In theory, it may be possible to kill all of the contaminants inside your jars using a deep fryer. However, I would not call it "safe," since there is possibly more risk of getting hurt from hot splattering oil than there would be from improper canning methods.
Water at sea-level air pressure boils at 100C. This means that a pot of water will never reach more than 100C, unless the pressure is increased. A pressure canner increases the boiling point of the water inside, so that the contents of the canner can reach the higher temperatures necessary to kill all bacteria and such. Since heat moves from areas of high concentration to areas of low concentration, eventually the temperature in the canner equalizes, and all of the jars reach the same internal temperature as the water inside the canner. This means that the jars themselves must also be at high pressure, since otherwise the (mostly) water inside of them would never have been able to reach such high temperatures.
Which brings us to the other thing that pressure canners do: they provide a "counter-pressure" to the pressure inside the jars, which prevents the jars from exploding. The "absolute" pressure on the jars is mostly irrelevant, but if the pressure inside the jars was much higher than outside, then the force pushing the glass of the jars "outward" might be more than they were built to handle, and the jars can explode. If the pressure outside and inside the jars is the same, the jars are safe and stay intact.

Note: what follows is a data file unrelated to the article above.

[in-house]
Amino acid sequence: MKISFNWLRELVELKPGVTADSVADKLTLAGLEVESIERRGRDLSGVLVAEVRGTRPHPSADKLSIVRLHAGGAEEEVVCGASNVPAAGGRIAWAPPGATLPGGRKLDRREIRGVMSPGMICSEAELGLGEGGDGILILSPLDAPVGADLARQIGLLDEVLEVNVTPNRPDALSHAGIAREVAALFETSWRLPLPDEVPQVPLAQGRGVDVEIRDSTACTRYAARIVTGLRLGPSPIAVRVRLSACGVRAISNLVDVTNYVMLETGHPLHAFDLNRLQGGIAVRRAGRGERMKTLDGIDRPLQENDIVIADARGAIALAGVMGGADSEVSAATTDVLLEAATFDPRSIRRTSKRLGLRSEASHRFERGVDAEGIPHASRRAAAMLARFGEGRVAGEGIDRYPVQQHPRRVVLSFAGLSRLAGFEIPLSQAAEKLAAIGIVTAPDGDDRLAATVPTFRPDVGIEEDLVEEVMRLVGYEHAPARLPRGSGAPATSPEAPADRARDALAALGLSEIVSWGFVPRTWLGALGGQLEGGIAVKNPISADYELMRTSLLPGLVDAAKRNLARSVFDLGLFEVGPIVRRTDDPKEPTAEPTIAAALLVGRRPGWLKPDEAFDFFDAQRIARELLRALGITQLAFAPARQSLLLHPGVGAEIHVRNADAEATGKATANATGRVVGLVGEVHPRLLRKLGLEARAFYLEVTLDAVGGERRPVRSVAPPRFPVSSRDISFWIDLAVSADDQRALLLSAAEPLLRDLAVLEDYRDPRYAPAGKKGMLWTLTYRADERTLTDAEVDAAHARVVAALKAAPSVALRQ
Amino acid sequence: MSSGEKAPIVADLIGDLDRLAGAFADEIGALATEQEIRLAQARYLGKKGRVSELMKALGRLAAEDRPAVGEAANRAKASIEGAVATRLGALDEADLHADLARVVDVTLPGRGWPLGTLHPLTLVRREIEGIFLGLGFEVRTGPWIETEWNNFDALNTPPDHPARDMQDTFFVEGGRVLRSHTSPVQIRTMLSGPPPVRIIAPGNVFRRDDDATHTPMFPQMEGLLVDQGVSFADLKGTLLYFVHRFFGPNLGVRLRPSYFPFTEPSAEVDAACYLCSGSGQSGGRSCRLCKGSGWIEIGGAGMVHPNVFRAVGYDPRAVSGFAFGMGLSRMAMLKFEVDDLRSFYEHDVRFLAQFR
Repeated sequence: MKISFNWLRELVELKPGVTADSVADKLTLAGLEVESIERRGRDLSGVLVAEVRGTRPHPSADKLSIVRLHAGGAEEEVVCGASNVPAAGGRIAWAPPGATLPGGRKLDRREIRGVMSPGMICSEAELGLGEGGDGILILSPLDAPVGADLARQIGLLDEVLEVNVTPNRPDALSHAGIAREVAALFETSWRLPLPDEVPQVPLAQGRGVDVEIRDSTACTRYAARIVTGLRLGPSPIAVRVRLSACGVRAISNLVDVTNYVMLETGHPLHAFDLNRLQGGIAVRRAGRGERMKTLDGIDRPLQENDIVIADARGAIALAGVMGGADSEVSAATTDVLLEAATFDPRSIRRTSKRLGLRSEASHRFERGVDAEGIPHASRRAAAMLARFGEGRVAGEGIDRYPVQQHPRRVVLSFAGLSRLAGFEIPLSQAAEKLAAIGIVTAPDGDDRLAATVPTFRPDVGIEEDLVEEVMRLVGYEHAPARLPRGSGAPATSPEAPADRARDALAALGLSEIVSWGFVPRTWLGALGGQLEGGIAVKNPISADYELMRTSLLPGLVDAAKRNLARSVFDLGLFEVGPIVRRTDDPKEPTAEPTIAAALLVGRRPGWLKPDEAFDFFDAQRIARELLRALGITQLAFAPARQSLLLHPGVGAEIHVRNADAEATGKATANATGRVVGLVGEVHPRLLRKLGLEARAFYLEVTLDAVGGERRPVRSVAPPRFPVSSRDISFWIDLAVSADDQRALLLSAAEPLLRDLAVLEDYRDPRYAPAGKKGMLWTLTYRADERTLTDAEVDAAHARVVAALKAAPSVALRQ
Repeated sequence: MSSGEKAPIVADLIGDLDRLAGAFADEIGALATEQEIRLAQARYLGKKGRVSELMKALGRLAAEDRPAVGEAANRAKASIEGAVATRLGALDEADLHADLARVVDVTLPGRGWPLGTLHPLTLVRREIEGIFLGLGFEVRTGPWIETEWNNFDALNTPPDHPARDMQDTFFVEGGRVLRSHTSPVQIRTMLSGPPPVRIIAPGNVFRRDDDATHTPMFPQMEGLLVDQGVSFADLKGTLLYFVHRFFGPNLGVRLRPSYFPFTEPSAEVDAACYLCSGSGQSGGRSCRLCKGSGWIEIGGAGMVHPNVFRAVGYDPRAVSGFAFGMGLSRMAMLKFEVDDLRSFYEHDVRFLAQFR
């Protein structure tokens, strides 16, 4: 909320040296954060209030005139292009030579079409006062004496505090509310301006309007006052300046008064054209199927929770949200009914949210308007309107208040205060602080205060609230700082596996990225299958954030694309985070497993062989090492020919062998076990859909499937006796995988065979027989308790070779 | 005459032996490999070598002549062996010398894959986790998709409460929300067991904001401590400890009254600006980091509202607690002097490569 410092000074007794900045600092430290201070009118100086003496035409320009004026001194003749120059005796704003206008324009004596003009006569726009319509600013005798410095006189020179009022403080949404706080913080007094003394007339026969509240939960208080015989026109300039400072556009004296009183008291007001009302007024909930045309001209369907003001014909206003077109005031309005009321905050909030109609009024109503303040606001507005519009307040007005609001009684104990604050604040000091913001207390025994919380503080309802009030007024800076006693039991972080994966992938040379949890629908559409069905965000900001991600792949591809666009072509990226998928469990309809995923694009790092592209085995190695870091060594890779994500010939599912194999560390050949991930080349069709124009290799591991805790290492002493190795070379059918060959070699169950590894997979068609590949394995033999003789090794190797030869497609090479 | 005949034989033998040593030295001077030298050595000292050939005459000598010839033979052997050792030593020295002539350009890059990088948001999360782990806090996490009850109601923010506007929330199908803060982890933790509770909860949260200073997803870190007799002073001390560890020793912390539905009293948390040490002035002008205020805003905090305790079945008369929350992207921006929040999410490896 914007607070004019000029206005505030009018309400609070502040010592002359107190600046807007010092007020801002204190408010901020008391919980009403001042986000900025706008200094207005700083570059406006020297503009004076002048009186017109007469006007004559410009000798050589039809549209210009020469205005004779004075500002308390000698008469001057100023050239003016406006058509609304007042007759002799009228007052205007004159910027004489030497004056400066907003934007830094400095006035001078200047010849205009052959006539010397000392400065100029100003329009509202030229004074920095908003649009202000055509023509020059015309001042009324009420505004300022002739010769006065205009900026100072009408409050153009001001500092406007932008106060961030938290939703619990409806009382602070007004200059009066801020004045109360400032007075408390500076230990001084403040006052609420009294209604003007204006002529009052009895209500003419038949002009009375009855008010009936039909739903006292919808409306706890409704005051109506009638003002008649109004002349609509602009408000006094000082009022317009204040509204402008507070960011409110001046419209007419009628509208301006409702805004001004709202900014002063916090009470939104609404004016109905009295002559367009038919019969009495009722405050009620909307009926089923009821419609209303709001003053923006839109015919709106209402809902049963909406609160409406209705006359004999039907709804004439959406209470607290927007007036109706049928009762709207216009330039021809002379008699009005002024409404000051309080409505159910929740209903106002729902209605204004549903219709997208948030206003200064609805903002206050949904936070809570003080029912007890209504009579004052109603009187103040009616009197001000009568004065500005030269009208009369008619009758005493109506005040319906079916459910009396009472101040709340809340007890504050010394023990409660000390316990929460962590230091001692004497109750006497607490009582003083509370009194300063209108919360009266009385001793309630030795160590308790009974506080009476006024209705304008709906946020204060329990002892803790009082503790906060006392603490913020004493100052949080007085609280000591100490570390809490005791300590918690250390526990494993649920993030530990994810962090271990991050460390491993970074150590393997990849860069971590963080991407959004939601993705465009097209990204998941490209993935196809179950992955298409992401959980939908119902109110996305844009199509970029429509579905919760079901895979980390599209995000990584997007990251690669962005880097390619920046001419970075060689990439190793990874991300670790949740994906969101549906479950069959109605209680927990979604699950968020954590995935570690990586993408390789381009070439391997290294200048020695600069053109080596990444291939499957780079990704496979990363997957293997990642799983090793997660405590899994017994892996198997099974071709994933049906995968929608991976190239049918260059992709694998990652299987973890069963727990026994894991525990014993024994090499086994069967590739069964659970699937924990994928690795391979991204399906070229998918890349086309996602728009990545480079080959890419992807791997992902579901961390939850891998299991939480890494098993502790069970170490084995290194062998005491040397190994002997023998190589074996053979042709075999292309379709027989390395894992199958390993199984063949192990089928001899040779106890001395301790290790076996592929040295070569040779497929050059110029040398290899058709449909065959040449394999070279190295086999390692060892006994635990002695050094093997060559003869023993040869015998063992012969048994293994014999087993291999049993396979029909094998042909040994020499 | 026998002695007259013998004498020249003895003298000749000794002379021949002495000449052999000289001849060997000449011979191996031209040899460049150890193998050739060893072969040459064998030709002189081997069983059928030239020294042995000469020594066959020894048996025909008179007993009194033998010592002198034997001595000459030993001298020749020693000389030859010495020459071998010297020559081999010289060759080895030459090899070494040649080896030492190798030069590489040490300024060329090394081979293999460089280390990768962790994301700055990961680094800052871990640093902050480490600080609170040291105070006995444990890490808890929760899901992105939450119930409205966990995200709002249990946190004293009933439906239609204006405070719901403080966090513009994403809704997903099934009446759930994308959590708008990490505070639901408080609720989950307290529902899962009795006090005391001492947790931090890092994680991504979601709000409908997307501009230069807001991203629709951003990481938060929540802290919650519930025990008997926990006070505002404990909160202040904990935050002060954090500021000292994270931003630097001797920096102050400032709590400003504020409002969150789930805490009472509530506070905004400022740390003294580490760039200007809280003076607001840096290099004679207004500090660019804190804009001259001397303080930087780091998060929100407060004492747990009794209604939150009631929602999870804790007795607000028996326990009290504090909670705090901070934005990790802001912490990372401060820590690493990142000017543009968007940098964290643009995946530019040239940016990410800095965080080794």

A deep-fryer does the first step (allowing the cans to reach high temperatures), since oil boils at a significantly higher temperature than water. The cans will get heated by the oil, which is at atmospheric pressure, and therefore the pressure inside the cans will increase. This is because the water inside "wants" to boil, since its temperature is greater than 100C, but it has nowhere to go, so the pressure just builds up. If the jar is not able to handle the stress of the high pressure inside of it, it can explode. And to make things worse, it's submerged in a bunch of really hot oil when it does so.
I'm pretty sure that's not something you want in your kitchen.
(As @JohnEye pointed out in a comment above, it is possible that the "weak spot" in a jar would actually be in between the lid and the glass, so that instead of exploding to relieve the pressure, the contents of the jar would just leak out and the jar would never get much above boiling point. This is prevented in a pressure canner because of the back-pressure from the contents of the pressure canner that keep the jar's contents in place. If this is the case, then even it theory the jars would never become safely canned).